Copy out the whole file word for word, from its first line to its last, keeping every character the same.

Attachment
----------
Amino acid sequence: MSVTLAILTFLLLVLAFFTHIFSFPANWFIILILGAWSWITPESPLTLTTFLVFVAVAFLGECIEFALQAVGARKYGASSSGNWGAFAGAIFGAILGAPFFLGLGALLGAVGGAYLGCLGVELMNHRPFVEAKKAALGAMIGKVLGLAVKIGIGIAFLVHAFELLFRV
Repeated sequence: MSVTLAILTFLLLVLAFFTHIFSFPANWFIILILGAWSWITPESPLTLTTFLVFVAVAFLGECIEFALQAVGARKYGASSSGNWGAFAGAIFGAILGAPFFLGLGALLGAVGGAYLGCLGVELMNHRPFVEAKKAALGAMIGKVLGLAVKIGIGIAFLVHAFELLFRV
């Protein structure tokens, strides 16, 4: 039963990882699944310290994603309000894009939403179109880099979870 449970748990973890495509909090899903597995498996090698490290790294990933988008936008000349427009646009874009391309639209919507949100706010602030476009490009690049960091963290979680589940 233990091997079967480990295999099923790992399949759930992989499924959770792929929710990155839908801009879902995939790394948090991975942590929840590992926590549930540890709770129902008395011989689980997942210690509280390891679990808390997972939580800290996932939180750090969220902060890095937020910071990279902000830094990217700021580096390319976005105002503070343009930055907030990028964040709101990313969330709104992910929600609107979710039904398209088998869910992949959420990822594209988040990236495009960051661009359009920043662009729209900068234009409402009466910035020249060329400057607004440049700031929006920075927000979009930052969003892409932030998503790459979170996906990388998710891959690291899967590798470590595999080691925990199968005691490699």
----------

Amino acid sequence: MSVTLAILTFLLLVLAFFTHIFSFPANWFIILILGAWSWITPESPLTLTTFLVFVAVAFLGECIEFALQAVGARKYGASSSGNWGAFAGAIFGAILGAPFFLGLGALLGAVGGAYLGCLGVELMNHRPFVEAKKAALGAMIGKVLGLAVKIGIGIAFLVHAFELLFRV
Repeated sequence: MSVTLAILTFLLLVLAFFTHIFSFPANWFIILILGAWSWITPESPLTLTTFLVFVAVAFLGECIEFALQAVGARKYGASSSGNWGAFAGAIFGAILGAPFFLGLGALLGAVGGAYLGCLGVELMNHRPFVEAKKAALGAMIGKVLGLAVKIGIGIAFLVHAFELLFRV
């Protein structure tokens, strides 16, 4: 039963990882699944310290994603309000894009939403179109880099979870 449970748990973890495509909090899903597995498996090698490290790294990933988008936008000349427009646009874009391309639209919507949100706010602030476009490009690049960091963290979680589940 233990091997079967480990295999099923790992399949759930992989499924959770792929929710990155839908801009879902995939790394948090991975942590929840590992926590549930540890709770129902008395011989689980997942210690509280390891679990808390997972939580800290996932939180750090969220902060890095937020910071990279902000830094990217700021580096390319976005105002503070343009930055907030990028964040709101990313969330709104992910929600609107979710039904398209088998869910992949959420990822594209988040990236495009960051661009359009920043662009729209900068234009409402009466910035020249060329400057607004440049700031929006920075927000979009930052969003892409932030998503790459979170996906990388998710891959690291899967590798470590595999080691925990199968005691490699």